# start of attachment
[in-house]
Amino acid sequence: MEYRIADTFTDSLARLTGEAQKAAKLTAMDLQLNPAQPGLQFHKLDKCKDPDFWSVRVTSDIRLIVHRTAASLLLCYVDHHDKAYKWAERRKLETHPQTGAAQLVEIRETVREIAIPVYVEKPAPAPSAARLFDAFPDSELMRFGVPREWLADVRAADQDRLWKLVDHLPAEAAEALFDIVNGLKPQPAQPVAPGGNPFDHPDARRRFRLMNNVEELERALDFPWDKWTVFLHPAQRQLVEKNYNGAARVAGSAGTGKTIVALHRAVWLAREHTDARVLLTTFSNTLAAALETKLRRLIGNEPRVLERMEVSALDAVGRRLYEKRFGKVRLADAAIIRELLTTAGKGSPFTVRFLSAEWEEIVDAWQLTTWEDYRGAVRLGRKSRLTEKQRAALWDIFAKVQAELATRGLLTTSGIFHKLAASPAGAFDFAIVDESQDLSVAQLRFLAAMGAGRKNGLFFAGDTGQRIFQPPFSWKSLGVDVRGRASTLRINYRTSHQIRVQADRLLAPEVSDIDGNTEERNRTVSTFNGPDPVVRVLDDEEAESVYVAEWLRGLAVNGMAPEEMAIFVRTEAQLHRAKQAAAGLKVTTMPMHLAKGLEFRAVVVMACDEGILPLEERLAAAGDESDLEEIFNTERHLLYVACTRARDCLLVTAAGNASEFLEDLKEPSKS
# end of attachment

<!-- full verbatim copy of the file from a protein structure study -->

[in-house]
Amino acid sequence: MEYRIADTFTDSLARLTGEAQKAAKLTAMDLQLNPAQPGLQFHKLDKCKDPDFWSVRVTSDIRLIVHRTAASLLLCYVDHHDKAYKWAERRKLETHPQTGAAQLVEIRETVREIAIPVYVEKPAPAPSAARLFDAFPDSELMRFGVPREWLADVRAADQDRLWKLVDHLPAEAAEALFDIVNGLKPQPAQPVAPGGNPFDHPDARRRFRLMNNVEELERALDFPWDKWTVFLHPAQRQLVEKNYNGAARVAGSAGTGKTIVALHRAVWLAREHTDARVLLTTFSNTLAAALETKLRRLIGNEPRVLERMEVSALDAVGRRLYEKRFGKVRLADAAIIRELLTTAGKGSPFTVRFLSAEWEEIVDAWQLTTWEDYRGAVRLGRKSRLTEKQRAALWDIFAKVQAELATRGLLTTSGIFHKLAASPAGAFDFAIVDESQDLSVAQLRFLAAMGAGRKNGLFFAGDTGQRIFQPPFSWKSLGVDVRGRASTLRINYRTSHQIRVQADRLLAPEVSDIDGNTEERNRTVSTFNGPDPVVRVLDDEEAESVYVAEWLRGLAVNGMAPEEMAIFVRTEAQLHRAKQAAAGLKVTTMPMHLAKGLEFRAVVVMACDEGILPLEERLAAAGDESDLEEIFNTERHLLYVACTRARDCLLVTAAGNASEFLEDLKEPSKS